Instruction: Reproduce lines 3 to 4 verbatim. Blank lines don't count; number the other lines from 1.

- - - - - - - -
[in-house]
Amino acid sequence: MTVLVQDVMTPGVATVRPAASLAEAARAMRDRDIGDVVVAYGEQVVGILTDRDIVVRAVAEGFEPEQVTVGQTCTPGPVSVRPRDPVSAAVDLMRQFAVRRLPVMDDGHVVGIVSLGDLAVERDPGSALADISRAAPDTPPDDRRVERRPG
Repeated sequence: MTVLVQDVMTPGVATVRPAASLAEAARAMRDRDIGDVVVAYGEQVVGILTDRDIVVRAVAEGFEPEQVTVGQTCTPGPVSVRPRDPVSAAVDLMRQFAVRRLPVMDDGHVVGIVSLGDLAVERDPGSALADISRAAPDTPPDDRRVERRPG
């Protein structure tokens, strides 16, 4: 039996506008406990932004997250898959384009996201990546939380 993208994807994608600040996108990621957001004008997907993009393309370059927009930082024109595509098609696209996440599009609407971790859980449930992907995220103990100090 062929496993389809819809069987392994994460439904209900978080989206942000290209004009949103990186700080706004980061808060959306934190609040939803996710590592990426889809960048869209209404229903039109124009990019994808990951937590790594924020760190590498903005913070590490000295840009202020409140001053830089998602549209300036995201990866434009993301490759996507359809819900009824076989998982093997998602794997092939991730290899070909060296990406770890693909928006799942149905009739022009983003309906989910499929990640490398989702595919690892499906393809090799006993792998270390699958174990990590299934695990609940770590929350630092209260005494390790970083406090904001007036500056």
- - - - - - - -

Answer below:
Repeated sequence: MTVLVQDVMTPGVATVRPAASLAEAARAMRDRDIGDVVVAYGEQVVGILTDRDIVVRAVAEGFEPEQVTVGQTCTPGPVSVRPRDPVSAAVDLMRQFAVRRLPVMDDGHVVGIVSLGDLAVERDPGSALADISRAAPDTPPDDRRVERRPG
């Protein structure tokens, strides 16, 4: 039996506008406990932004997250898959384009996201990546939380 993208994807994608600040996108990621957001004008997907993009393309370059927009930082024109595509098609696209996440599009609407971790859980449930992907995220103990100090 062929496993389809819809069987392994994460439904209900978080989206942000290209004009949103990186700080706004980061808060959306934190609040939803996710590592990426889809960048869209209404229903039109124009990019994808990951937590790594924020760190590498903005913070590490000295840009202020409140001053830089998602549209300036995201990866434009993301490759996507359809819900009824076989998982093997998602794997092939991730290899070909060296990406770890693909928006799942149905009739022009983003309906989910499929990640490398989702595919690892499906393809090799006993792998270390699958174990990590299934695990609940770590929350630092209260005494390790970083406090904001007036500056």